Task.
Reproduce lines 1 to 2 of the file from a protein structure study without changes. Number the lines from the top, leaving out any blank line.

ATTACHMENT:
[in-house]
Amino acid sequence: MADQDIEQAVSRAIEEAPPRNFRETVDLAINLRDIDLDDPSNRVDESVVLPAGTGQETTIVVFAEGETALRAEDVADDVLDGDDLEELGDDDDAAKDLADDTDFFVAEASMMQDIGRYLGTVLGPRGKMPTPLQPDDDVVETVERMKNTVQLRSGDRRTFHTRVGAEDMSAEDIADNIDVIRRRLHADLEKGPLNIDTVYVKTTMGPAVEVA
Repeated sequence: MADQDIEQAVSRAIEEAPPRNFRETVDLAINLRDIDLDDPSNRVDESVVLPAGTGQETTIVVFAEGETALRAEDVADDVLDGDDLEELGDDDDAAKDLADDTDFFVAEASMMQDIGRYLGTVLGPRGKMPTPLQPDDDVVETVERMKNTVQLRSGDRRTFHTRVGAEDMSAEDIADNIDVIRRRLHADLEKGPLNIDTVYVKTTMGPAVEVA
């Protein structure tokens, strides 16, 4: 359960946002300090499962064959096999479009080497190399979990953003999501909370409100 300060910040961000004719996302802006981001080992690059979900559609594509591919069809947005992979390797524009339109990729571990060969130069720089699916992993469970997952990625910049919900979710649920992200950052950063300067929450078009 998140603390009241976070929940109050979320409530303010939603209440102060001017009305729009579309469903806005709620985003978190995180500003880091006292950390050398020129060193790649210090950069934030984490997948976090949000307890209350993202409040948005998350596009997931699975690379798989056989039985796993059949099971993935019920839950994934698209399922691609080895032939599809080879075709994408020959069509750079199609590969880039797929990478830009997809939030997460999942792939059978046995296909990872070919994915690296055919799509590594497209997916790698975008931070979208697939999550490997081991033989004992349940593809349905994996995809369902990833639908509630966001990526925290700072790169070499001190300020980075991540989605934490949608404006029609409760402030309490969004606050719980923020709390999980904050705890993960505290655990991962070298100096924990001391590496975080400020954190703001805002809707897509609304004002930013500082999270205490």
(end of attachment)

[in-house]
Amino acid sequence: MADQDIEQAVSRAIEEAPPRNFRETVDLAINLRDIDLDDPSNRVDESVVLPAGTGQETTIVVFAEGETALRAEDVADDVLDGDDLEELGDDDDAAKDLADDTDFFVAEASMMQDIGRYLGTVLGPRGKMPTPLQPDDDVVETVERMKNTVQLRSGDRRTFHTRVGAEDMSAEDIADNIDVIRRRLHADLEKGPLNIDTVYVKTTMGPAVEVA